For Residents

Milestone Match Day sees record highs; soar in DO applicants


Unifying allopathic (MD) and osteopathic (DO) applicants for the first time in a single matching program, 2020’s Match Day results underscored the continuing growth of DOs in the field, boosting numbers in primary care medicine and the Match as a whole.

Match Day 2020: Residency positions filled (PGY-1)

The 2020 Main Residency Match bested 2019’s record as the largest in the history of the National Resident Matching Program (NRMP), with 40,084 applicants submitting program choices for 37,256 positions. This compares with 38,376 applicants vying for 35,185 positions last year.

It’s the seventh consecutive year in which overall match numbers are up, according to the NRMP. Although the number of applicants increased, so did the number of positions, resulting in a slight drop in the percent of positions filled during 2019-2020.

Available first-year (PGY-1) positions rose to 34,266, an increase of 2,072 (6.4%) over 2019. “This was, in part, due to the last migration of osteopathic program positions into the Main Residency Match,” Donna L. Lamb, DHSc, NRMP president and CEO, said in an interview. An agreement the Accreditation Council for Graduate Medical Education, American Osteopathic Association and American Association of Colleges of Osteopathic Medicine reached in 2014 recognized ACGME as the primary accrediting body for graduate medical education programs by 2020.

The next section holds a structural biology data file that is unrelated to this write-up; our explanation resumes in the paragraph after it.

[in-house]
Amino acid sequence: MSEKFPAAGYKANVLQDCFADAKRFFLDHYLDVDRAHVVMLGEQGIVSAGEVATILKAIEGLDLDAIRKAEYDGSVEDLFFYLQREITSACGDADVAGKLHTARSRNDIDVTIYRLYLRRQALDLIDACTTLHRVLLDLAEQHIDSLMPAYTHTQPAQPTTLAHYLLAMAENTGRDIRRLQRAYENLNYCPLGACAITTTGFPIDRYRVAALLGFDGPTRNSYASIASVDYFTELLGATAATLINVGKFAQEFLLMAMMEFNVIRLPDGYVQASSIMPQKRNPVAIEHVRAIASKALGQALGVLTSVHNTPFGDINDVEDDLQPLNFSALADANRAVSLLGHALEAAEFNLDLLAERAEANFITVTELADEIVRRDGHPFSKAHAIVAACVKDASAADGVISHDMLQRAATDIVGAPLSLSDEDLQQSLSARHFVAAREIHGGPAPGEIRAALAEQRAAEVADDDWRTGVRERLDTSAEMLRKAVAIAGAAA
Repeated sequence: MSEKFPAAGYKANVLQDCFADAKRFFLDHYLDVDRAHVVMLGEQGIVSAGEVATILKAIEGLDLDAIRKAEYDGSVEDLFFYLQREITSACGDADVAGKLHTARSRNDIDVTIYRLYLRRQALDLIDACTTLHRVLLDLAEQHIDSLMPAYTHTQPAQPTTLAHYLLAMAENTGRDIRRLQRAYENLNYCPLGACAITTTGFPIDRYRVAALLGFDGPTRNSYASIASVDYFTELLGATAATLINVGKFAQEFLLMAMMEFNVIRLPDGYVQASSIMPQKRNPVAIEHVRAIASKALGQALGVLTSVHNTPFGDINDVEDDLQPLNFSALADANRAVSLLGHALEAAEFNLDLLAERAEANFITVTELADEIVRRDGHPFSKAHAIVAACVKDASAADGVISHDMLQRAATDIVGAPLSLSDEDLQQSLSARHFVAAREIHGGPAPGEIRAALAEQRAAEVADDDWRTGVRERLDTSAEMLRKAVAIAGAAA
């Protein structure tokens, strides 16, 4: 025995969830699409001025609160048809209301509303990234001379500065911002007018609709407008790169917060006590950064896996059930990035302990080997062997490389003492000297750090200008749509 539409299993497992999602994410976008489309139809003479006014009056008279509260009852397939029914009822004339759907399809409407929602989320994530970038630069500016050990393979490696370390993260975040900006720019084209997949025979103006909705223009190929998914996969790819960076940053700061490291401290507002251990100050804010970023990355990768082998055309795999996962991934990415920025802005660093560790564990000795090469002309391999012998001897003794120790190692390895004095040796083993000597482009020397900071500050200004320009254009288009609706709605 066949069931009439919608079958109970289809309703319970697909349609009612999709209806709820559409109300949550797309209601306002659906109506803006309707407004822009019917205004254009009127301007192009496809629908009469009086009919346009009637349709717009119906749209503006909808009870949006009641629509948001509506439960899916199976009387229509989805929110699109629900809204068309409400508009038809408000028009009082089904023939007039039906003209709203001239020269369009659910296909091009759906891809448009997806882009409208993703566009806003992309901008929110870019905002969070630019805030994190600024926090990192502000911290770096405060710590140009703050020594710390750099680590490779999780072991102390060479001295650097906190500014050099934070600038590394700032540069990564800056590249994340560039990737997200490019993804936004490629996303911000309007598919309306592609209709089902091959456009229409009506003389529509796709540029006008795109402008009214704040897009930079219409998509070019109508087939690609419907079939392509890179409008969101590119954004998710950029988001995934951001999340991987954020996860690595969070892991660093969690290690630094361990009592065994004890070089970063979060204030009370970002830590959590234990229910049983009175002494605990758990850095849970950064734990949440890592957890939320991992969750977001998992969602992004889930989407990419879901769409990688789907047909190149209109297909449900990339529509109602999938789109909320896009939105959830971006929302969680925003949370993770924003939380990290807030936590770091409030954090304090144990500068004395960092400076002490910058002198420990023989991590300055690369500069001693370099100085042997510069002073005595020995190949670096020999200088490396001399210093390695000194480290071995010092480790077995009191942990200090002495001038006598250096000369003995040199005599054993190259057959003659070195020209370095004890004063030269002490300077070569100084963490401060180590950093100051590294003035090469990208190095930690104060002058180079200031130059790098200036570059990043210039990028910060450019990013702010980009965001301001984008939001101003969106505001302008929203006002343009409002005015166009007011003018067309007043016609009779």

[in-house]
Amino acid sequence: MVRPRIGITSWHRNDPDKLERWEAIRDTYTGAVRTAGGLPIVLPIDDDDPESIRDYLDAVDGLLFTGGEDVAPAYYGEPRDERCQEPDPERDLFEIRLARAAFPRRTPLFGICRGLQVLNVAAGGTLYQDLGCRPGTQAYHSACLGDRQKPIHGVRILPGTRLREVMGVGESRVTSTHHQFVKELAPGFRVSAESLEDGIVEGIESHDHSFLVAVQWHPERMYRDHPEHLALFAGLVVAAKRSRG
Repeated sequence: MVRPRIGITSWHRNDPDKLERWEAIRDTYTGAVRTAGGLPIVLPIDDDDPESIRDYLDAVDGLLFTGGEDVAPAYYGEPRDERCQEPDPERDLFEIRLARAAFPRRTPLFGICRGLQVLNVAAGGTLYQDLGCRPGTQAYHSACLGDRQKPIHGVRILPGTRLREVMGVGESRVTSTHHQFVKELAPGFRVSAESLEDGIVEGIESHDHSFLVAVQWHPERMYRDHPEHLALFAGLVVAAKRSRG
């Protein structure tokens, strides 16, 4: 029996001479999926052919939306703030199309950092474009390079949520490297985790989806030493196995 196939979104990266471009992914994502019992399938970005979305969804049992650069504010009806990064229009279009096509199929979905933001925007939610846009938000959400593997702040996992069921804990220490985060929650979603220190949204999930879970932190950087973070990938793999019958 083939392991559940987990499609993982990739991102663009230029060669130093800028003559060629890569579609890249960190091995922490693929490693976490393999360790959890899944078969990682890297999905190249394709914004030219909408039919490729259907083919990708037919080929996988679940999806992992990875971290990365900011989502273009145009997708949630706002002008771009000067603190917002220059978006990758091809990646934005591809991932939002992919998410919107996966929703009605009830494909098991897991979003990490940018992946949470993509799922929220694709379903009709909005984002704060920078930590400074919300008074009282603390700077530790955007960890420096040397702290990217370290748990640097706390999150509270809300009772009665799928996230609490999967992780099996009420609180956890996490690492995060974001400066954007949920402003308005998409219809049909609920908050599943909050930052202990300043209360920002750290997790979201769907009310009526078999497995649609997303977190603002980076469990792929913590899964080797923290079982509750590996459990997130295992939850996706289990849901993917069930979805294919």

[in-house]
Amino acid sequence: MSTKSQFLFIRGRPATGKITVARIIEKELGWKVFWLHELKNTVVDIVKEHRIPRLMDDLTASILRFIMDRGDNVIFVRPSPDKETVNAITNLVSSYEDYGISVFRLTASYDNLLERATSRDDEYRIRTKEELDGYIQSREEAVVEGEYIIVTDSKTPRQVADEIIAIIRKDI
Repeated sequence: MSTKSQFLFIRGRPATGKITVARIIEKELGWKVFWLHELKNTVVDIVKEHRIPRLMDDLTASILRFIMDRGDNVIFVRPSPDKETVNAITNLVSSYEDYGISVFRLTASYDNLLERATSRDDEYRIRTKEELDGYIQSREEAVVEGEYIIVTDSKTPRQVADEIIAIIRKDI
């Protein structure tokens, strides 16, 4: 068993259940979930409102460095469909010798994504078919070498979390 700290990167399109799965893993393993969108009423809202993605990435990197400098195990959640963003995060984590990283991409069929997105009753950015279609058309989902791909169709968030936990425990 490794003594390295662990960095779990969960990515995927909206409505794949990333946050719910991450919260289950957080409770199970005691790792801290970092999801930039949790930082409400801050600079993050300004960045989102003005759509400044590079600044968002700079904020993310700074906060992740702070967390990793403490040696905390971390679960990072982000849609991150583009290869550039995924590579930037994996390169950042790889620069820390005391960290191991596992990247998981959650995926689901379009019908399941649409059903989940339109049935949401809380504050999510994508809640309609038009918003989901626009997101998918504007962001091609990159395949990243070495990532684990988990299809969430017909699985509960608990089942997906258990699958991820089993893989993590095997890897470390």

This led to the first single match for U.S. MD and DO senior students and graduates and the inclusion of DO senior students as sponsored applicants in 2020, Dr. Lamb noted.

Gains, trends in 2020 match

Growth in U.S. DO senior participation also pushed this year’s Match to record highs. There were 6,581 U.S. DO medical school seniors who submitted rank order lists, 1,103 more than in 2019. Among those seniors, 90.7% matched to PGY-1 positions, driving the match rate for U.S. DO seniors up 2.6 percentage points from 2019.

Since 2016, the number of U.S. DO seniors seeking positions has risen by 3,599 or 120%. “Of course, the number of U.S. MD seniors who submitted program choices was also record-high: 19,326, an increase of 401 over 2019. The 93.7% match rate to first-year positions for this group has remained very consistent for many years,” Dr. Lamb said.